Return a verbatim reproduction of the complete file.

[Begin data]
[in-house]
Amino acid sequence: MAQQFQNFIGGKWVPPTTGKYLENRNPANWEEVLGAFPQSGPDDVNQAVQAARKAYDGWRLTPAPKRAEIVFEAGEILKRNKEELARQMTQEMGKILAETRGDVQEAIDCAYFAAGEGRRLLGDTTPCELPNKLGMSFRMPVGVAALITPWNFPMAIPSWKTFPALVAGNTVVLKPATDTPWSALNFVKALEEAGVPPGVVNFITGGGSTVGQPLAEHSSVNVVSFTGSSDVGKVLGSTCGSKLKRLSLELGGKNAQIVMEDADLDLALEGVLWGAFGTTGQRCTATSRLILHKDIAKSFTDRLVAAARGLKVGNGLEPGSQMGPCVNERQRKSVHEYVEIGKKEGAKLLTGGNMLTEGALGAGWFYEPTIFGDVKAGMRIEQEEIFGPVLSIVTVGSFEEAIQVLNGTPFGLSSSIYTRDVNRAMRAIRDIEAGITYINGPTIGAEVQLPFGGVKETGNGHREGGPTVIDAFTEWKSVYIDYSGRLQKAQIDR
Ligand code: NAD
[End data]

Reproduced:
[in-house]
Amino acid sequence: MAQQFQNFIGGKWVPPTTGKYLENRNPANWEEVLGAFPQSGPDDVNQAVQAARKAYDGWRLTPAPKRAEIVFEAGEILKRNKEELARQMTQEMGKILAETRGDVQEAIDCAYFAAGEGRRLLGDTTPCELPNKLGMSFRMPVGVAALITPWNFPMAIPSWKTFPALVAGNTVVLKPATDTPWSALNFVKALEEAGVPPGVVNFITGGGSTVGQPLAEHSSVNVVSFTGSSDVGKVLGSTCGSKLKRLSLELGGKNAQIVMEDADLDLALEGVLWGAFGTTGQRCTATSRLILHKDIAKSFTDRLVAAARGLKVGNGLEPGSQMGPCVNERQRKSVHEYVEIGKKEGAKLLTGGNMLTEGALGAGWFYEPTIFGDVKAGMRIEQEEIFGPVLSIVTVGSFEEAIQVLNGTPFGLSSSIYTRDVNRAMRAIRDIEAGITYINGPTIGAEVQLPFGGVKETGNGHREGGPTVIDAFTEWKSVYIDYSGRLQKAQIDR
Ligand code: NAD